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In the Jazz Tradition: Nellie McKay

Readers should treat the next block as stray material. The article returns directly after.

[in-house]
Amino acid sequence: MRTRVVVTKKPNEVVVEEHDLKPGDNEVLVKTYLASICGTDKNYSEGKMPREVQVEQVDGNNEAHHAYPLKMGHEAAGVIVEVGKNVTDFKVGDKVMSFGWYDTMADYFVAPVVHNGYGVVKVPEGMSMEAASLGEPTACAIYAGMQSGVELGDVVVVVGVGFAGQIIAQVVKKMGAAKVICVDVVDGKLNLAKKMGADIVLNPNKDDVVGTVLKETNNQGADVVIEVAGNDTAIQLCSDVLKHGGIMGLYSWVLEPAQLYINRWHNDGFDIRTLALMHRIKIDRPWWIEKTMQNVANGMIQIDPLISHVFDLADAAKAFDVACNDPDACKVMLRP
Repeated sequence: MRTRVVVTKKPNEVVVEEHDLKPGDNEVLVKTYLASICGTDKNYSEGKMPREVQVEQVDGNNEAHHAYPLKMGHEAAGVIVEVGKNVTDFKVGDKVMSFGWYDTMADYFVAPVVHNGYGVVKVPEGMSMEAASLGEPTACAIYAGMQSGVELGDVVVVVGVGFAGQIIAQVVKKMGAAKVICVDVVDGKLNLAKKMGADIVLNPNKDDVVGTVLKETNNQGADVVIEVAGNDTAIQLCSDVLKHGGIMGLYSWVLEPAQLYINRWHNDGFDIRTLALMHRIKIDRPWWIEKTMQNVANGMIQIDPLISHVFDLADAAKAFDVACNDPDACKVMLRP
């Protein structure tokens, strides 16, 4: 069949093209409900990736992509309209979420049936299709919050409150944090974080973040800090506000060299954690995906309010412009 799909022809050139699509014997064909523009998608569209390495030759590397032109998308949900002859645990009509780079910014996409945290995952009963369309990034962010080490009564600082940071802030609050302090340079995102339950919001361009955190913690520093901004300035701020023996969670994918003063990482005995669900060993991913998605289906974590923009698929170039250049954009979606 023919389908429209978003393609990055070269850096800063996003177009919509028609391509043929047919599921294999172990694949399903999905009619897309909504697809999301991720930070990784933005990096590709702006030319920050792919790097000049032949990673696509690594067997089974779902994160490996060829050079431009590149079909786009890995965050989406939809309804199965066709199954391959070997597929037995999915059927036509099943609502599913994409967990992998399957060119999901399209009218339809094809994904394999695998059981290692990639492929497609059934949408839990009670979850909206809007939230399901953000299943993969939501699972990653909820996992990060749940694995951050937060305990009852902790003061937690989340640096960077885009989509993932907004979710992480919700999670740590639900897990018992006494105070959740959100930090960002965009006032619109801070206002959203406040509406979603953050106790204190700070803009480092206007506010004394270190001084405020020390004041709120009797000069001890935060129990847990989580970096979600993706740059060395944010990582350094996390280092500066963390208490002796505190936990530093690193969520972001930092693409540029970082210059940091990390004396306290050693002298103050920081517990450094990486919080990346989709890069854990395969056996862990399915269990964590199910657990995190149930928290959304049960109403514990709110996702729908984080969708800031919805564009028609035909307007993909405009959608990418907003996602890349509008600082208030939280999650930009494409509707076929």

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Nellie McKay arrived on the music scene like an exclamation mark. Get Away from Me — her astounding 2004 debut, believed to be the first double-disc introduction to any jazz singer — upended the norms of piano-backed jazz with tempestuous bits of reggae and rock, bursts of hip-hop and pop, and a seamless merger of musical erudition and thematic irreverence. It was, as The New York Times observed, “a tour de force from a sly, articulate musician.” With a voice that can be boisterous and bold or soft and breathy, McKay harnesses the agility of a superstar athlete from the piano bench. She has maintained that adventurousness — starring on Broadway in The Threepenny Opera, recording a dazzling tribute to Doris Day, and producing a series of musical biographies of female iconoclasts. Her splendid 2018 album, Sister Orchid, turns standards into muted, moody late-night escapades: “Willow Weep for Me” becomes a boogie-woogie sprint, “The Nearness of You” a showcase for romantic melancholy. One of her generation’s most original performers, McKay remains delightfully unpredictable. In October 2017, Duke Performances staged an elaborate one-hundredth birthday party for one of North Carolina’s most inventive artists and a true pioneer of jazz, Thelonious Monk. For ten days, many of jazz’s greatest musicians filled the arts venue and former warehouse Durham Fruit & Produce with the sounds of Monk’s songbook, sometimes playing it faithfully and sometimes splintering it entirely. There were engaging talks, spontaneous improvisations, and a listening room where fans could spend time with Monk’s records. Raleigh artist André Leon Gray turned the building into a shrine to Monk’s genius and a playhouse for his legacy. Durham brimmed with “moments when the spirit of Monk’s piano playing got called up and shocked back to life in the air of the present day,” according to a rave review of the festival in The New York Times. This season, Duke Performances returns to the historic warehouse for another extended musical meditation, In the Jazz Tradition, a seven-day series featuring some of the most important women vocalists in jazz today. In recent years, a legion of jazz singers has drawn inspiration from flashpoints in race relations and the struggle for gender equality, commanding a renewed sense of urgency with their music and reaffirming the relevance and popular appeal of jazz itself. Durham visual artist Stacy Lynn Waddell — who, much like the series’ singers, explores how traditional forms can express contemporary themes — will transform the space, setting the scene for a timely update on familiar jazz traditions.

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